are critical for engaging consumers, said Clarken. Just as technology
has made it easier for consumers to control the amount of advertising
they see, it has also made it easier for advertisers to reach the right
consumers at the right time and in the right place. The advertisers with
the greatest brand and sales impact will naturally be those that connect
messages about products and services with the people who want them.

14

Video on Demand

Globally, most want less ad clutter and more relevant ads


Percentage of VOD viewers who somewhat/strongly agree with statement
about ads displ ayed before, during or after VOD programming
Asia-Pacific

Europe

Middle East/Africa

Unfavorable

Latin America

North America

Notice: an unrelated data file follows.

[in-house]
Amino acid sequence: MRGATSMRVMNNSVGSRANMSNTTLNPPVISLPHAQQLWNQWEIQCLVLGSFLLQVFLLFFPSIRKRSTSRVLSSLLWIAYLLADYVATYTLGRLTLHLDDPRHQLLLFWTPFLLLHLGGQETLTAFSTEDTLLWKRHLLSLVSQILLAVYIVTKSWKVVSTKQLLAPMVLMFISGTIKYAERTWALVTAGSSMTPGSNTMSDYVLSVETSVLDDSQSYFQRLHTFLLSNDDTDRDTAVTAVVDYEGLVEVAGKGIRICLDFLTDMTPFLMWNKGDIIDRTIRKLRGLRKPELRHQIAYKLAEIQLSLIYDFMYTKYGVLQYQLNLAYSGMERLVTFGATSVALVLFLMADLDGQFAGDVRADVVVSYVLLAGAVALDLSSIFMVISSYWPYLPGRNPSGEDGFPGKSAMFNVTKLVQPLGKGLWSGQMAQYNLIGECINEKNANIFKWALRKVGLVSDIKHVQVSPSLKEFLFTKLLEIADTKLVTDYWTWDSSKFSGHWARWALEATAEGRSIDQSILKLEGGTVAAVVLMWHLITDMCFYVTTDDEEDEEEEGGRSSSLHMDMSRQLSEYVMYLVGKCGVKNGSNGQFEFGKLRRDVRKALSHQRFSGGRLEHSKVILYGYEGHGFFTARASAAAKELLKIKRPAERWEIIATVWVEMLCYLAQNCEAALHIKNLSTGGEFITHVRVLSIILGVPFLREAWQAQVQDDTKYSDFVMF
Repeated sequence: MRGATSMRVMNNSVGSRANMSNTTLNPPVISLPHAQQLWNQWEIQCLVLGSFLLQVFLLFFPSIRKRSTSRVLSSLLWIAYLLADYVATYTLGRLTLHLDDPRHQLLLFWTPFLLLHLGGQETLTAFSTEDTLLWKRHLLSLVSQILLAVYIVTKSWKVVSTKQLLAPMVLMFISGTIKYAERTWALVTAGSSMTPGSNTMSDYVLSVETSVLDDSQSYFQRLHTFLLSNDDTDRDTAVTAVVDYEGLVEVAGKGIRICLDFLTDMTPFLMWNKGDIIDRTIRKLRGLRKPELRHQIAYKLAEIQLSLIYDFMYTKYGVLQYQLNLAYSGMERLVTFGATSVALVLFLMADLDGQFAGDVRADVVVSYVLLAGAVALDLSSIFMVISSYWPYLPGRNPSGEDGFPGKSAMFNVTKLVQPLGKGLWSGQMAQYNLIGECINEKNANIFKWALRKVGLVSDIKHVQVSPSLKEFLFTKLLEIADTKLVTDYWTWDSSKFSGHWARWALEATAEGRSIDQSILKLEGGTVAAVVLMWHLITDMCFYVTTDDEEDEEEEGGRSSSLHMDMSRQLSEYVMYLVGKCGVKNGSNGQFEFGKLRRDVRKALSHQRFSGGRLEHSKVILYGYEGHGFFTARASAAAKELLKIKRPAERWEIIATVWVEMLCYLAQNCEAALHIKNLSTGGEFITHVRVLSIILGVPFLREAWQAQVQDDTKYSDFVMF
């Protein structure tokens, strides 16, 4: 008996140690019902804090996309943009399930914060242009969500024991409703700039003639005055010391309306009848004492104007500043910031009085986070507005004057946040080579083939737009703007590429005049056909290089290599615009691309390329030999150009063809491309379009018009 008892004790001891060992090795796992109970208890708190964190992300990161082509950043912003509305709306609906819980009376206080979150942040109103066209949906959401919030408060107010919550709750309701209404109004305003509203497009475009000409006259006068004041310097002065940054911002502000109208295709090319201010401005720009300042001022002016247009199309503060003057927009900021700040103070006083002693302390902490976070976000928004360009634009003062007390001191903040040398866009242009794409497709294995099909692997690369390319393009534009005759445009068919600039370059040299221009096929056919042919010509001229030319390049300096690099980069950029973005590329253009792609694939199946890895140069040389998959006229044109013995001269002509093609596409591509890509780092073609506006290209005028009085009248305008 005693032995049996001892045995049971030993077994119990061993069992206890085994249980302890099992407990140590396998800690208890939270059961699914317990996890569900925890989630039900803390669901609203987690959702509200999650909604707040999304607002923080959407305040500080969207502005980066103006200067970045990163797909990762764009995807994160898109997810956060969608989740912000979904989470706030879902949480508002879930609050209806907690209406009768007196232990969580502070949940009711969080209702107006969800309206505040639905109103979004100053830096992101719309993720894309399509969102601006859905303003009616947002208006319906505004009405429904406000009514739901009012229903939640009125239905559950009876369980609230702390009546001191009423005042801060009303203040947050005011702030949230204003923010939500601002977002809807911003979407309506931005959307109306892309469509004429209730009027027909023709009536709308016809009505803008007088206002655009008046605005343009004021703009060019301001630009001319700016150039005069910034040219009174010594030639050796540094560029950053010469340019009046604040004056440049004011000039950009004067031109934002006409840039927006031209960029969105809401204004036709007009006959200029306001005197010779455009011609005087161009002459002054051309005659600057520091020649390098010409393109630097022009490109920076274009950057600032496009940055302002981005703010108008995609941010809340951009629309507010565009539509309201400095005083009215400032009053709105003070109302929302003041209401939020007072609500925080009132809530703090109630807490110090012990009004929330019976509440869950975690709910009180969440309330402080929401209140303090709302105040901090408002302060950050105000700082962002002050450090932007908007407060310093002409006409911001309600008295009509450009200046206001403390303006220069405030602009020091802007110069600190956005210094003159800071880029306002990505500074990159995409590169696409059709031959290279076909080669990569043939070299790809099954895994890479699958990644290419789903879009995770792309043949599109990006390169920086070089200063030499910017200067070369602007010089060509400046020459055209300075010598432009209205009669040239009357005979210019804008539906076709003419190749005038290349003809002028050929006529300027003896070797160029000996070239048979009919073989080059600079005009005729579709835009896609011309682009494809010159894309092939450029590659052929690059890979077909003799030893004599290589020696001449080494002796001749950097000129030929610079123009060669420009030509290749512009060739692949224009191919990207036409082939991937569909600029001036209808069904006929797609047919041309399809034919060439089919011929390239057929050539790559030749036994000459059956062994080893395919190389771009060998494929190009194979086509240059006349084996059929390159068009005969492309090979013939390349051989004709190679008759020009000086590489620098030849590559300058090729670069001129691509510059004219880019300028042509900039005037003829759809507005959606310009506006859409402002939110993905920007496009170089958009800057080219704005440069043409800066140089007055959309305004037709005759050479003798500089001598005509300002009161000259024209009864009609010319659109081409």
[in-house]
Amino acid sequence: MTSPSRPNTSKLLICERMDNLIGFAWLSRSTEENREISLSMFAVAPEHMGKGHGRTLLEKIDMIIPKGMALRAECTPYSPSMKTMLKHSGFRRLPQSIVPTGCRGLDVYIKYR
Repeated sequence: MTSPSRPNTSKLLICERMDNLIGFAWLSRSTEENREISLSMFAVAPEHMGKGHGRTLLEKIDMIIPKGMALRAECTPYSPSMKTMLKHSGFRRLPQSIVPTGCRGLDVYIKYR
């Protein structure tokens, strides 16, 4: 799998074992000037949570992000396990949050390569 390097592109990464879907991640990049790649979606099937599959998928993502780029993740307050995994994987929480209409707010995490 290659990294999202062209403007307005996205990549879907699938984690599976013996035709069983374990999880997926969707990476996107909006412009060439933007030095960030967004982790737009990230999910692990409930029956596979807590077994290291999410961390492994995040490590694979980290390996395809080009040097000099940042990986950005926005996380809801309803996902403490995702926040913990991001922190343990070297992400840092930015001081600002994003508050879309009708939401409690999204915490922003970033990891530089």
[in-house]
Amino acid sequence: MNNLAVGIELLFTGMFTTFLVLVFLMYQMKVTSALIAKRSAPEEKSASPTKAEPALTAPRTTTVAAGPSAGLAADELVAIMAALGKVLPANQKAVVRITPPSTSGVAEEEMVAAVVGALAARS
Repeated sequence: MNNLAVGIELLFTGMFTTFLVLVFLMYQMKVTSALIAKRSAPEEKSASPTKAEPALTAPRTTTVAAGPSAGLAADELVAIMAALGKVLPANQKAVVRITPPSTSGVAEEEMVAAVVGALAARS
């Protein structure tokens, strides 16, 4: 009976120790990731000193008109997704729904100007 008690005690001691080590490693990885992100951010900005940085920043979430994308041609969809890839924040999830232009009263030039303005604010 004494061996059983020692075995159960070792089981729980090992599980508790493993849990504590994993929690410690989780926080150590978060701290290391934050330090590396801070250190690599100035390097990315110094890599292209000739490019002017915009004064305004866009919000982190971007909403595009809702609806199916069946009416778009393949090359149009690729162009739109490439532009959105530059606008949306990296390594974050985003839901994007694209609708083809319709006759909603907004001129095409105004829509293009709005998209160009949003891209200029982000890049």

More favorable

Most ads are for products


I dont want

I dont mind getting ads if I


can view free content

59%
53%
59%
60%
68%

64% 76%
69%
65%
62%
68%
Online ads are
distracting

Ads give me good ideas for


new products I want to try

62%
64%
66%
56%
65%
I wish I could only see ads
that are for products that
interest me

53%

68%
64%
63%
66%

56%
34%

51%
50%
52%

I dont mind ads that


directly reflect purchases
Ive made in the past

34%

51%

49%
43%
50%

Source: Nielsen Global Video-on-Demand Survey, Q3 2015

Copyright 2016 The Nielsen Company

15

Navigating what
comes next
In the current media environment, the only constant is change. VOD
may be one of the more recent entrants in the fragmentation foray,
but it represents a continuation of the wild ride the industry has been
on for more than a decade. And the pace of change isnt likely to slow
anytime soon. Winning over viewers has never been more challenging.
While change and uncertainty can be difficult, content providers must